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Society has not studied this surplus too much for decades. College kids drinking; that's what they do. One problem with such an attitude is that many of us stick to these habits that already took place after graduation. I left a trail of empties in my 20s and early 30s as my social activities and circles of friends became more and more dependent on the bar. I moved to New York, where I never had to worry about driving, and one guy I drank with was calling our blackouts "time travel." That sounded nice to me. We did not drink so much until our brains shut down. No, no, we had a superpower.

JOURNAL OF AMERICAN COLLEGE HEALTH

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That blackouts are both morally and medically dangerous and yet are touted as a badge of honor is a strange paradox. Somewhere along the way, extreme drinking became a rite of passage, a sign of courage and displeasure for some, a mask of coolness for nerds like me. Drinking has alleviated my social anxiety, my nagging feeling of never being smart or pretty or brave enough. But the blackouts have overcome the anxiety that alcohol should create. What did I say last night? Do I all hate now? At age 35, I finally cried uncle, and in the years after I quit, I decided to write a memoir about my drinking. People wanted to talk about women and their power failures – that sounded dangerous, maybe so bad – but they rarely asked about the men, even as the men showed up in my mailbox to report the damage torturously.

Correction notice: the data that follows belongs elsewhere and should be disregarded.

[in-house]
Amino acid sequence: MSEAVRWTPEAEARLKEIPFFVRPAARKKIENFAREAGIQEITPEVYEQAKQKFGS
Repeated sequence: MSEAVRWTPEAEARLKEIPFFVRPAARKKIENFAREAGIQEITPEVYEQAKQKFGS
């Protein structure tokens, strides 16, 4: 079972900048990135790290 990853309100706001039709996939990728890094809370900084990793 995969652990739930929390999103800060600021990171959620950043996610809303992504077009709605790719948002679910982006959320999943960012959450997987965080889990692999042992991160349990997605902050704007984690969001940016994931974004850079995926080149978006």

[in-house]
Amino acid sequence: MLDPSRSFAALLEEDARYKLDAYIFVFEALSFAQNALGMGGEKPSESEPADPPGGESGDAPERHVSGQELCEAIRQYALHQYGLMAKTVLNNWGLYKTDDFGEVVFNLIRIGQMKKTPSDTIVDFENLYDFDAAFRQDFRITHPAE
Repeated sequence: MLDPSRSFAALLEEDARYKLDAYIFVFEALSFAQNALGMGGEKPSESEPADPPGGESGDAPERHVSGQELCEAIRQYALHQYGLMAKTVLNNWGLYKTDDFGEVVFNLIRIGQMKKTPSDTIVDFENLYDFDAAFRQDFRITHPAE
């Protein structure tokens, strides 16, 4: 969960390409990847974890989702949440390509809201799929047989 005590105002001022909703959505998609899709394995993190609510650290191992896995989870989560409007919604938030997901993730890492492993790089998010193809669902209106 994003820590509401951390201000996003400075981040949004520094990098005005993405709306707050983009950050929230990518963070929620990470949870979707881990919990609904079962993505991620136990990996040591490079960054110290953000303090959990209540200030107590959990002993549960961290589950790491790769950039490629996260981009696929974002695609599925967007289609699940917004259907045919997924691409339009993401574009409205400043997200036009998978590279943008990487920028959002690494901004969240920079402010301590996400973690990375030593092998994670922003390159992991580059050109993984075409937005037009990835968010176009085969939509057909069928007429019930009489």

These power failures are both morally and medically dangerous and yet touted as a badge of honor, it's a strange paradox.

Walls hit. Punching friends punching girlfriends. All questionable kind of verbal and sexual assaults. DUIs, prison sentences, divorces. I have heard everything, and I can promise you that none of them resemble this great tiger scene in The Hangover. This 2009 comeback comedy has probably helped more than any other movie to turn the fantasy of forgetting into funny hijinks. But in real life, the hangover is no fun. The horror of power outages is that you do not know what you did. You become an unreliable narrator in your own life. Just because you do not remember anything does not mean that you are not responsible.